80 students from 13 Seattle area schools attended the first Plant-For-The-Planet Academy in the Western US on Friday May 24th at Golden Gardens Park. The Seattle Parks Dept and the Mayor’s office donated the use of the beautiful historic Bathhouse event space for the day, free of charge. Surrounded by beach, forest, wetlands, and a new playground, even our breaks were a wonderful adventure. Located at the foot of a long bluff on Puget Sound, Golden Gardens is flat and low, one of the first places in this mountainous region that will be lost to rising sea levels during the children’s lifetimes.
NBBJ provided snacks, 3by3 provided dry erase boards made of bamboo, Theo Chocolates donated some delicious Organic Fair Trade chocolate bars for the day, and Hamilton International Middle School provided maps for the World Game.
Lou Stubecki, an arborist from the City of Seattle came out to describe tree physiology, talk about planting and caring for trees, and why now is not a good time to plant as we have entered a long dry season here. We made plans with Seattle Parks Dept. to create a much larger tree-planting event in Fall when the rains return.
The Deputy Mayor Darryl Smith came to hear 5 brave students – Norah, Gabie, Nicky, Stella, and Zoe -- deliver the morning slideshow presentation. He said the slideshow was the best he had seen on climate change. The Deputy Mayor commented on the coal trains that roll past Golden Gardens every day on their way to ports where they ship the coal to Asia for burning even though we don’t burn coal in Seattle anymore, and how the Mayor is working hard to stop the coal trains, and how the Seattle Climate Action Plan is under consideration now at City Hall. He had so much to say. But then he posed for a “Stop Talking. Start Planting.” photo.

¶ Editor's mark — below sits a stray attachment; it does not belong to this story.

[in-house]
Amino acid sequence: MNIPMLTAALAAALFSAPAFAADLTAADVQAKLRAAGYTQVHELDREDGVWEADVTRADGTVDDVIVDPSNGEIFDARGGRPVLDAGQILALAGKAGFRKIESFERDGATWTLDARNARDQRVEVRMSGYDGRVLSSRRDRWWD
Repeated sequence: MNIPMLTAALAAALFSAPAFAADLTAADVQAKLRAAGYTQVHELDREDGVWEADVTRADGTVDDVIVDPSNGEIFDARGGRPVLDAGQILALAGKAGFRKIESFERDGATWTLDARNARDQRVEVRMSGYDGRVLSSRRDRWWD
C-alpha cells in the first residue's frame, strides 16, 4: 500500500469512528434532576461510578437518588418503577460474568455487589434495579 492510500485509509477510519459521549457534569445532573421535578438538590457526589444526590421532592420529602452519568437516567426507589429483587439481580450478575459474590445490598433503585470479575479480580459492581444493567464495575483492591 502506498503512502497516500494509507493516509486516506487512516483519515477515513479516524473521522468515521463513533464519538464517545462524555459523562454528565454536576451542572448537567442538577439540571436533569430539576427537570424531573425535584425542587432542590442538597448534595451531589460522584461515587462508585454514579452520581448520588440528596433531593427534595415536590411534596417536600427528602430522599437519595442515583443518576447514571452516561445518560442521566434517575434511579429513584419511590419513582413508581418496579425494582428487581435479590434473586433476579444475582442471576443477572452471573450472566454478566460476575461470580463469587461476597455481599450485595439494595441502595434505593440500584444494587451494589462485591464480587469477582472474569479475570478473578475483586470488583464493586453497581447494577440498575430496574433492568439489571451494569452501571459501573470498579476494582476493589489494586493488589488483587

Our T-shirts, delayed in customs for weeks, finally arrived one day before the Academy. 2 adult volunteers had to cancel on the day of the event. And yet, everything ran smoothly and right on time. When the computer shut down abruptly in the middle of the afternoon slideshow, Molly began making up a short talk, saying, “You need to see this. This is important. We’re fighting for our future.” And the audience gave her enthusiastic support.
Many students promised to make presentations at their schools soon before the year ends in June. Others plan to write letters to our Governor Jay Inslee, who is busy studying the very first carbon tax proposal for Washington State right now.
At City Hall, the Mayor and City Council would like to invite our new Ambassadors to brief the Energy and Environment Committee in July. And today someone from Island County asked about organizing an Academy for the San Juan Islands when school begins.
Let’s all support these new Ambassadors, who have their work cut out, spreading the word about the crisis and the solution, both in Seattle and nationwide, getting support for their global plan, and getting governments, companies, and families to plant more trees right away!